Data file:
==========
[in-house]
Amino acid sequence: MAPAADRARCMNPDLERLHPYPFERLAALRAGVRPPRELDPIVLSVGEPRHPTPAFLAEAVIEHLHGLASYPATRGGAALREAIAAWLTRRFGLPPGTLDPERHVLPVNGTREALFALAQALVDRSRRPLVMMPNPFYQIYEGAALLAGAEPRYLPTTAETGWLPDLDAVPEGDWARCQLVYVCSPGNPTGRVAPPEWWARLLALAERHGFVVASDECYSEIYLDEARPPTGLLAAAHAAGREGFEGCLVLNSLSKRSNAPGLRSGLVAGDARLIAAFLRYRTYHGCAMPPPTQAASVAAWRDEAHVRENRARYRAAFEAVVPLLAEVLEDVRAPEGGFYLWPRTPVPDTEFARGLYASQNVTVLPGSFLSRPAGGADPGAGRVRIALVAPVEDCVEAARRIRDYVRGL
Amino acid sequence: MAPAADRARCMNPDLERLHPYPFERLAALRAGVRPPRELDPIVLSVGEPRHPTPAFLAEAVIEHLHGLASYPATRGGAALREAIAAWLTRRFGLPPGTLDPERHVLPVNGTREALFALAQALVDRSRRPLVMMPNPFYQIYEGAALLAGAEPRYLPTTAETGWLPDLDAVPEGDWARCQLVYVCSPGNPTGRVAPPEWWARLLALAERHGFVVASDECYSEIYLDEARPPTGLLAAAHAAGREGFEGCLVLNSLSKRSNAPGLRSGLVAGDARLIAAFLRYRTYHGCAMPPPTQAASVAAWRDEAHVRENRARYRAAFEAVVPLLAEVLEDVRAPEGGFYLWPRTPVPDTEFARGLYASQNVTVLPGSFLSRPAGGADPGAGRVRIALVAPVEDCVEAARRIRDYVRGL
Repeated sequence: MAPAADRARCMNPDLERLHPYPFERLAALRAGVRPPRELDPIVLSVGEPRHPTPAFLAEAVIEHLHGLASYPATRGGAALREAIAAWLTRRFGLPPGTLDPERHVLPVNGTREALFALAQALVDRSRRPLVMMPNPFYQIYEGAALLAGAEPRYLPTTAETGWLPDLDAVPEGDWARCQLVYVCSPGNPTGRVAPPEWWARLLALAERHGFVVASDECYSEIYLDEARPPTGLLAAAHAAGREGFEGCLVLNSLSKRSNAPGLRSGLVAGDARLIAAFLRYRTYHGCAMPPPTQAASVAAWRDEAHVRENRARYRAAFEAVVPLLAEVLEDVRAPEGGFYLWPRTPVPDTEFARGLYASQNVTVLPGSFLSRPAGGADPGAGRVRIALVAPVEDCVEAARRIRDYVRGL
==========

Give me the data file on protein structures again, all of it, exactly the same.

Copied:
[in-house]
Amino acid sequence: MAPAADRARCMNPDLERLHPYPFERLAALRAGVRPPRELDPIVLSVGEPRHPTPAFLAEAVIEHLHGLASYPATRGGAALREAIAAWLTRRFGLPPGTLDPERHVLPVNGTREALFALAQALVDRSRRPLVMMPNPFYQIYEGAALLAGAEPRYLPTTAETGWLPDLDAVPEGDWARCQLVYVCSPGNPTGRVAPPEWWARLLALAERHGFVVASDECYSEIYLDEARPPTGLLAAAHAAGREGFEGCLVLNSLSKRSNAPGLRSGLVAGDARLIAAFLRYRTYHGCAMPPPTQAASVAAWRDEAHVRENRARYRAAFEAVVPLLAEVLEDVRAPEGGFYLWPRTPVPDTEFARGLYASQNVTVLPGSFLSRPAGGADPGAGRVRIALVAPVEDCVEAARRIRDYVRGL
Amino acid sequence: MAPAADRARCMNPDLERLHPYPFERLAALRAGVRPPRELDPIVLSVGEPRHPTPAFLAEAVIEHLHGLASYPATRGGAALREAIAAWLTRRFGLPPGTLDPERHVLPVNGTREALFALAQALVDRSRRPLVMMPNPFYQIYEGAALLAGAEPRYLPTTAETGWLPDLDAVPEGDWARCQLVYVCSPGNPTGRVAPPEWWARLLALAERHGFVVASDECYSEIYLDEARPPTGLLAAAHAAGREGFEGCLVLNSLSKRSNAPGLRSGLVAGDARLIAAFLRYRTYHGCAMPPPTQAASVAAWRDEAHVRENRARYRAAFEAVVPLLAEVLEDVRAPEGGFYLWPRTPVPDTEFARGLYASQNVTVLPGSFLSRPAGGADPGAGRVRIALVAPVEDCVEAARRIRDYVRGL
Repeated sequence: MAPAADRARCMNPDLERLHPYPFERLAALRAGVRPPRELDPIVLSVGEPRHPTPAFLAEAVIEHLHGLASYPATRGGAALREAIAAWLTRRFGLPPGTLDPERHVLPVNGTREALFALAQALVDRSRRPLVMMPNPFYQIYEGAALLAGAEPRYLPTTAETGWLPDLDAVPEGDWARCQLVYVCSPGNPTGRVAPPEWWARLLALAERHGFVVASDECYSEIYLDEARPPTGLLAAAHAAGREGFEGCLVLNSLSKRSNAPGLRSGLVAGDARLIAAFLRYRTYHGCAMPPPTQAASVAAWRDEAHVRENRARYRAAFEAVVPLLAEVLEDVRAPEGGFYLWPRTPVPDTEFARGLYASQNVTVLPGSFLSRPAGGADPGAGRVRIALVAPVEDCVEAARRIRDYVRGL